Elite Rider Hermes's Avatar
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    Looking at the probable Madones that she purchased with carbon wheels, I suspect the tire (tyre) is Bontrager R4, 700x23c. It is a high performance racing tire. Here are the specs from a UK website.

    The R4 tire combines Bontrager's new low rolling resistance 220 tpi casing, proven Plus puncture protection and Bontrager's exclusive aero wing technology for an unparalleled riding experience.
    Features

    • For higher performance, racing purposes only. Not intended for everyday use or training.
    • 220 tpi casing provides unparalleled comfort, light weight and low rolling resistance
    • Bontrager-exclusive aero wings for advanced aerodynamics
    • Integrated sub-tread puncture protection (Plus)


    IMO, there are some very good high performance tires but as the performance goes up and weight goes down, the life reduces substantially.

    I use the Conit GP 4000 s and I get good mileage, very few flats and the performance is good. I use them for racing and training. In general, I have race wheels which have tubular tires.

    My wife (110 pounds) gets very high mileage on tires and very few flats. Rider weigh is an important consideration when choosing equipment.

    It is not so much you get what you pay for but whether you match the equipment to the intended purpose of use. I think the Trek 6.9 bikes are the bomb.
    "Insanity: doing the same thing over and over again and expecting different results." Einstein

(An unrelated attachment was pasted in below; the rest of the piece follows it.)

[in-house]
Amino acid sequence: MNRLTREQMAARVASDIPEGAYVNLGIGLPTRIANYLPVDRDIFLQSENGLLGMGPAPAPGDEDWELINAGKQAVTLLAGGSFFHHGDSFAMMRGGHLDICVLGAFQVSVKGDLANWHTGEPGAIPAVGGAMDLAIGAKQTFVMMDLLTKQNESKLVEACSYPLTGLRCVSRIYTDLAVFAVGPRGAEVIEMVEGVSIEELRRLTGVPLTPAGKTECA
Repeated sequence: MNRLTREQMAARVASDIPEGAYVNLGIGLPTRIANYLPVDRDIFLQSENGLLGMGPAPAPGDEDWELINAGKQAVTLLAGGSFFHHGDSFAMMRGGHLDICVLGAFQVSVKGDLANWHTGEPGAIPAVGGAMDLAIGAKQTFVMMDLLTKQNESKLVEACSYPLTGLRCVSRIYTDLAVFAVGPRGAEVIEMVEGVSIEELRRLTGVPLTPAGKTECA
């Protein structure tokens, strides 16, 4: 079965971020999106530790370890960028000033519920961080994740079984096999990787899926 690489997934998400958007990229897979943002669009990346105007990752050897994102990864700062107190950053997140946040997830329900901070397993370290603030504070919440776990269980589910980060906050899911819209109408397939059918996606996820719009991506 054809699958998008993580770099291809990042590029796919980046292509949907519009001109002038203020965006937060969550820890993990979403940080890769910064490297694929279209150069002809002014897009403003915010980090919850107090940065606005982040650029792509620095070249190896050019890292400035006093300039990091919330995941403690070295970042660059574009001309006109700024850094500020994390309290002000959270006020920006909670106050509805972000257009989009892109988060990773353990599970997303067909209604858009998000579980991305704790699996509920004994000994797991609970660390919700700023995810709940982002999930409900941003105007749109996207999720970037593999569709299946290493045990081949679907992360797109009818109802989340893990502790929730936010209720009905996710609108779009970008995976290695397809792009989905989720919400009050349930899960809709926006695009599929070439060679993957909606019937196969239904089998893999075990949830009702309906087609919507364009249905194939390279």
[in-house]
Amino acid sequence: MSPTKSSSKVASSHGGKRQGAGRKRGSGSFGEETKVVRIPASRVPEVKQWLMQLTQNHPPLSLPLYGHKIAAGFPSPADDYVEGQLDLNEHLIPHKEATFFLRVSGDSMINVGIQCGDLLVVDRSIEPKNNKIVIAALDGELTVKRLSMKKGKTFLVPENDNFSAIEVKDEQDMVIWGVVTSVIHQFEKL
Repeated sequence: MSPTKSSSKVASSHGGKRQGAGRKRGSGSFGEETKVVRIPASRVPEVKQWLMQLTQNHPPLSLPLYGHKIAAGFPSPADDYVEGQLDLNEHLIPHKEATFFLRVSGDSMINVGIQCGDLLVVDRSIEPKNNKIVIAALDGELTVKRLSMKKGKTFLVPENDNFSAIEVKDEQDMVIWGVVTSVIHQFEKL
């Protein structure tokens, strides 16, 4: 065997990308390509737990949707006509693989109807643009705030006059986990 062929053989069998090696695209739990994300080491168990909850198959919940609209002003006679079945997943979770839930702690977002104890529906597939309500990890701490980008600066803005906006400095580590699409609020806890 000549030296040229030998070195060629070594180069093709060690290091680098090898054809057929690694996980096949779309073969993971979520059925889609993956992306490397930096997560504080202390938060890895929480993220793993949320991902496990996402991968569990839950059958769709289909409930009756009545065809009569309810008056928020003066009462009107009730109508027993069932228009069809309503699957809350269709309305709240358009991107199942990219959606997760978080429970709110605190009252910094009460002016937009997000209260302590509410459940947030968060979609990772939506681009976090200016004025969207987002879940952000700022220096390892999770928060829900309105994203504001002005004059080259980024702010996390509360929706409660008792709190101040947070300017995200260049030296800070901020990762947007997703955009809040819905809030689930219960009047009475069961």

21. #21
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    I've just remembered my newest bestest tyre is the Schwalbe Durano. We have a pair fitted to the Santana Arriva tandem as standard equipment, and they are light and so far appear to be extremely well-wearing. They roll and handle very well in the 28mm profile we have.
    Dream. Dare. Do.

  22. #22
    Senior Member ItsJustAHill's Avatar
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    I'm currently using Michelin Pro Optimums in 700C x 25 (the only available size). One puncture in approx. 1500 miles and very little wear thus far, with good ride and handling. Buy from Western Bike Works and they will match PBK's price and get to your door sooner.

  23. #23
    Senior Member Flying Merkel's Avatar
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    Used lightweight 700 x 28 tires on my Schwinn Mirada utility bike. Great tires. They made a significant difference in speed.
    Can't remember the name and I ain't going out into the garage to look.

    Except I kept getting flats. Anything remotely pointy punctures these babies. The last straw was cruising down to the local beer emporium to meet a group of friends. I bragged how clever I was to ride instead of drive the 3 miles. When I got to the bike rack, the rear tire had picked up a staple. No flat kit, no-one at home to answer the phone, a 3 mile walk and push for me.

    Went to the swapmeet and bought a new 28 front and a 38 rear cyclocross looking tire that's got some rubber on it. $7.00 a piece. End of problems. Little slower, but faster than walking.

    Maxxis Dentonators. That's the weasel tires.
    Last edited by Flying Merkel; 07-07-11 at 04:59 PM. Reason: Got off my butt and looked in the garage.

  24. #24
    Dan J chinarider's Avatar
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    I have over 4000 miles on my Vredestein Fortezzas in 25 mm(@ ~145 lbs) with no problems. Showing some wear. I'd like to try the Conti GP 4000S if I can get a good deal on some 25s.
    Last edited by chinarider; 07-07-11 at 04:37 PM.
    1974 Stella 10 Speed
    2006 Trek Pilot 1.2

    “The whole problem with the world is that fools and fanatics are always so certain of themselves, but wiser people so full of doubts.”
    Bertrand Russell